For each date and time data type, SQL Server Denali provides a FROMPARTS function that allows constructing a value of this type from integer parts. This is useful in general, but also important for migrations from environments like Excel, Access and others that support such functionality.
Here’s sample code constructing a value of each of the date and time types:
SELECT DATEFROMPARTS(2012, 02, 12) AS DATE_FROMPARTS, DATETIME2FROMPARTS(2012, 02, 12, 13, 30, 5, 1, 7) AS DATETIME2_FROMPARTS, DATETIMEFROMPARTS(2012, 02, 12, 13, 30, 5, 997) AS DATETIME_FROMPARTS, DATETIMEOFFSETFROMPARTS(2012, 02, 12, 13, 30, 5, 1, -8, 0, 7) AS DATETIMEOFFSET_FROMPARTS, SMALLDATETIMEFROMPARTS(2012, 02, 12, 13, 30) AS SMALLDATETIME_FROMPARTS, TIMEFROMPARTS(13, 30, 5, 1, 7) AS TIME_FROMPARTS; DATE_FROMPARTS DATETIME2_FROMPARTS DATETIME_FROMPARTS -------------- ---------------------- ----------------------- 2012-02-12 2012-02-12 13:30:05.00 2012-02-12 13:30:05.997 DATETIMEOFFSET_FROMPARTS SMALLDATETIME_FROMPARTS TIME_FROMPARTS ---------------------------------- ----------------------- ---------------- 2012-02-12 13:30:05.0000001 -08:00 2012-02-12 13:30:00 13:30:05.0000001
DATE_FROMPARTS DATETIME2_FROMPARTS DATETIME_FROMPARTS
-------------- ---------------------- -----------------------
2012-02-12 2012-02-12 13:30:05.00 2012-02-12 13:30:05.997
DATETIMEOFFSET_FROMPARTS SMALLDATETIME_FROMPARTS TIME_FROMPARTS
---------------------------------- ----------------------- ----------------
2012-02-12 13:30:05.0000001 -08:00 2012-02-12 13:30:00 13:30:05.0000001
Functions in this category: CHOOSE and IIF.
The IIF and CHOOSE functions are another pair of functions that Denali supports to allow easier migration from environments running Access.
The CHOOSE function accepts an integer input followed by a list of values of any data type, and returns as output the value from the list in the position indicated by the first input. Here’s an example for using the function:
SELECT CHOOSE(1, 'a', 'b', 'c') AS first, CHOOSE(2, 'a', 'b', 'c') AS second; first second ----- ------ a b
Of course you can implement similar logic very easily using the standard CASE expression, but as mentioned, the point is making migrations from Access smoother.
The IIF function is another function Access supports. It accepts as first input a predicate, as second input an expression to return in case the predicate is true, and as third input an expression to return in case the input is false or unknown. Here’s an example for using the function:
SELECT IIF(1 = 2, 'a', 'b') AS iif_result; iif_result ---------- b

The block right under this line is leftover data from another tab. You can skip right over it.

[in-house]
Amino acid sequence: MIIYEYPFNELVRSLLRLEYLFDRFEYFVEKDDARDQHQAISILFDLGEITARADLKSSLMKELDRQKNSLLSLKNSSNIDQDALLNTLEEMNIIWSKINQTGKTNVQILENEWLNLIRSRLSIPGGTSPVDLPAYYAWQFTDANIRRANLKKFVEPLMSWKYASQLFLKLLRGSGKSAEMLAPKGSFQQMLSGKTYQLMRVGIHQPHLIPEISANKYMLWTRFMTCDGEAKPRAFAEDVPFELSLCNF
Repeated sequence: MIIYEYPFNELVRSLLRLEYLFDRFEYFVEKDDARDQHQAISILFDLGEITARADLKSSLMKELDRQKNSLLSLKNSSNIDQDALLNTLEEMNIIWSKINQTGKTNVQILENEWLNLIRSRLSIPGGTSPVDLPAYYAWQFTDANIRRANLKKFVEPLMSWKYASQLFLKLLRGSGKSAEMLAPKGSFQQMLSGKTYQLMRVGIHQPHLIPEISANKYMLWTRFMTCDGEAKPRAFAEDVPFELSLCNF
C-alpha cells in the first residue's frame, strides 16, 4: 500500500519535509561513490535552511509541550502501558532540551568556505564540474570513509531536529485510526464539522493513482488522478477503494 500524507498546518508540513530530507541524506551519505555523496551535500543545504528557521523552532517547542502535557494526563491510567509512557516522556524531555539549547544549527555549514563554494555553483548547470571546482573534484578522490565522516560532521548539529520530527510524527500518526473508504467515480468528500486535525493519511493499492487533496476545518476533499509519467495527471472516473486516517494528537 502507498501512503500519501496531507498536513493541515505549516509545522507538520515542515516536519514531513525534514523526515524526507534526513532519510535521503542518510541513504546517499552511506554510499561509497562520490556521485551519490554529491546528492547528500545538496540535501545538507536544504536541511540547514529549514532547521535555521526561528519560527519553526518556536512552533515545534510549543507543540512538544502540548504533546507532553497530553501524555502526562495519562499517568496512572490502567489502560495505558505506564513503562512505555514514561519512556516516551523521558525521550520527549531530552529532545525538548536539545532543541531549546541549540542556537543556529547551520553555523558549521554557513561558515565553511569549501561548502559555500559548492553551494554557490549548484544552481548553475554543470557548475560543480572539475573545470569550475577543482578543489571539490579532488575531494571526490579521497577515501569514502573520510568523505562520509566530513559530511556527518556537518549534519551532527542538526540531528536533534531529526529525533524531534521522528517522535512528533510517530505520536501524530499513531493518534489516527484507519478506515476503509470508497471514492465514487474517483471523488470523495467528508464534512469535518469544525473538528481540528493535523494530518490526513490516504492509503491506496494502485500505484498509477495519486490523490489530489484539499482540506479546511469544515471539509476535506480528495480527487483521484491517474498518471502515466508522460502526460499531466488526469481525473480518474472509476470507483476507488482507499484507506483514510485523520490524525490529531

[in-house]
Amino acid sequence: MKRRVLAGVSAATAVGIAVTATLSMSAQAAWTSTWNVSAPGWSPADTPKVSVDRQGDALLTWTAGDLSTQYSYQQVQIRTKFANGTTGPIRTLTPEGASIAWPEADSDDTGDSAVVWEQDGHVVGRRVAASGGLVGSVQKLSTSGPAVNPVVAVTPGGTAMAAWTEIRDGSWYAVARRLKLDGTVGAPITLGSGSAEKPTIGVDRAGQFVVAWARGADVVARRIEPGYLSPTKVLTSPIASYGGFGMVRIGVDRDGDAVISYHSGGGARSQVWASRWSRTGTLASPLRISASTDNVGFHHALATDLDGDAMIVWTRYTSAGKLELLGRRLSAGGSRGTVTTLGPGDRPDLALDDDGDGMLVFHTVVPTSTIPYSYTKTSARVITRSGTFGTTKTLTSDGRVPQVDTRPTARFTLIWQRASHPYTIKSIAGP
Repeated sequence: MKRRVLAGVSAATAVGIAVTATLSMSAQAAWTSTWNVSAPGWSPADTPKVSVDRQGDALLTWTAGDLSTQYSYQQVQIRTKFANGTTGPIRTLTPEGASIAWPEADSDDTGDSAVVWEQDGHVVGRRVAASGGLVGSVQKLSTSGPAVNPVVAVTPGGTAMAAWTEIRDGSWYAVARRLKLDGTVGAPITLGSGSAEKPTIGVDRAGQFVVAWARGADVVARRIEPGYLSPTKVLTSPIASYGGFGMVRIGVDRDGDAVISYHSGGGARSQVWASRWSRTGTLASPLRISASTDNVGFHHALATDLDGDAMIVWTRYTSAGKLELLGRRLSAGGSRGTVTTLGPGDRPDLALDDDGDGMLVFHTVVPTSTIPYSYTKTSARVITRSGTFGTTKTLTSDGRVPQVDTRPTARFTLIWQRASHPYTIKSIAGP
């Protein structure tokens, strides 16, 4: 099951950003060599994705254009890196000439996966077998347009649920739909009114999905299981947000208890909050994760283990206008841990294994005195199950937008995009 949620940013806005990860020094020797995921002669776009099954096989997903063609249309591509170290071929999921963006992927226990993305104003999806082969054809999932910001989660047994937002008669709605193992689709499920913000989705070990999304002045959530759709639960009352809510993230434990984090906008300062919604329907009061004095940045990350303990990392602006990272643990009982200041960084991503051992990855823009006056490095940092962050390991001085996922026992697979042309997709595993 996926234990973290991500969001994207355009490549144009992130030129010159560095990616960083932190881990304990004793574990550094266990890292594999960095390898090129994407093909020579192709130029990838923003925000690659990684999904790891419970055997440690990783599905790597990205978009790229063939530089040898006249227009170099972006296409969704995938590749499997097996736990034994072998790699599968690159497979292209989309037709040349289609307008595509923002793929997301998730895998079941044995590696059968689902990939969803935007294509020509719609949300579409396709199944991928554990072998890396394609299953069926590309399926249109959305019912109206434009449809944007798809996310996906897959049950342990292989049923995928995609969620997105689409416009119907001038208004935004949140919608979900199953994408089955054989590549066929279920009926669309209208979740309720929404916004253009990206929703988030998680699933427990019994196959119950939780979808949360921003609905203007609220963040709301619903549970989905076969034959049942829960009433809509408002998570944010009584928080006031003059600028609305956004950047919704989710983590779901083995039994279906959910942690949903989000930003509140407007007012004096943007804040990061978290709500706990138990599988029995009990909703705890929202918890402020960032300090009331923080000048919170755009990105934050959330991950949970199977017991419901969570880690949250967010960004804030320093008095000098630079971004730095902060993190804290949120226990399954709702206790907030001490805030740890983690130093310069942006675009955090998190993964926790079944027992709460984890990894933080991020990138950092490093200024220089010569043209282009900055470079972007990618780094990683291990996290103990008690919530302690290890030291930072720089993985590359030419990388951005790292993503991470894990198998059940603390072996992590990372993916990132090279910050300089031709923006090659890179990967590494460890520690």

Just like with CHOOSE, it’s very simple to implement the IIF logic with a standard CASE expression, but the point was making Access migrations easier.
New functions in this category: CONCAT and FORMAT.
The CONCAT function concatenates the input values into a single result string. If you’re wondering what’s the reason for adding such a function when T-SQL already has a concatenation operator (+), there are two main reasons:
1. The concatenation operator + yields a NULL on NULL input. The CONCAT function converts NULL inputs to empty strings before concatenation. Of course you can get by using the COLAESCE function, replacing a NULL input with an empty string, but this makes the code messy.
2. Other platforms support the CONCAT function, and adding such support in SQL Server makes migration from those platforms easier.
As an example, consider the location attributes country, region and city, of customers. The region attribute simply isn’t applicable in some locations, in which case it is set to NULL. You want to generate a single string of all three location attributes, separating the applicable ones by commas. With the CONCAT function it’s very simple:
SELECT custid, city, region, country, CONCAT(city, ', ' + region, ', ' + country) AS location FROM Sales.Customers WHERE custid > 85;
custid city region country location ----------- --------------- --------------- --------------- --------------------- 86 Stuttgart NULL Germany Stuttgart, Germany 87 Oulu NULL Finland Oulu, Finland 88 Resende SP Brazil Resende, SP, Brazil 89 Seattle WA USA Seattle, WA, USA 90 Helsinki NULL Finland Helsinki, Finland 91 Warszawa NULL Poland Warszawa, Poland
Notice that when the region attribute was applicable it was made part of the result string, and when it wasn’t, the NULL was simply replaced with an empty string.
The FORMAT function allows you to format an input value to a character string based on a .NET format string. You can optionally indicate a culture when relevant. As an example, the following code formats the result of the GETDATE() function using the format string 'd' (meaning, short date pattern), in one case using US English culture, and in another Japanese:
SELECT FORMAT(GETDATE(), 'd', 'en-US') AS us, FORMAT(GETDATE(), 'd', 'ja-JP') AS jp
us jp ----------- ------------ 9/28/2011 2011/09/28
This function allows a lot of flexibility in formatting inputs. For example, the following code formats product IDs as 10-digit strings with leading zeros:
SELECT FORMAT(productid, '0000000000') AS strproductid, productname FROM Production.Products;
strproductid productname ------------- -------------- 0000000058 Product ACRVI 0000000009 Product AOZBW 0000000051 Product APITJ 0000000045 Product AQOKR 0000000033 Product ASTMN ...
Note, though, that the function relies on .NET for the purposes of formatting, which has overhead. Compared, for example, with functions like STR, the FORMAT function is much slower.
Enhanced function in this category: LOG.
So far SQL Server supported two functions that compute logarithms: LOG (for natural logarithm) and LOG10 (for logarithm with a base of 10). If you wanted to compute a logarithm with any other base, you had to do it mathematically, using a log with a supported base, dividing the log of the input value by the log of the input base. For example, to compute the logarithm of 256 using the base 2, you could use the following expression:
SELECT LOG(256) / LOG(2);
SQL Server Denali enhances the LOG function by supporting a second argument representing the base. So to achieve the same thing in Denali, you simply use the following expression:
SELECT LOG(256, 2);
Now life is good; of course, it could be made event better with support for TRY_THIS, ENDOFTIME and BEGINNINGOFTIME. :)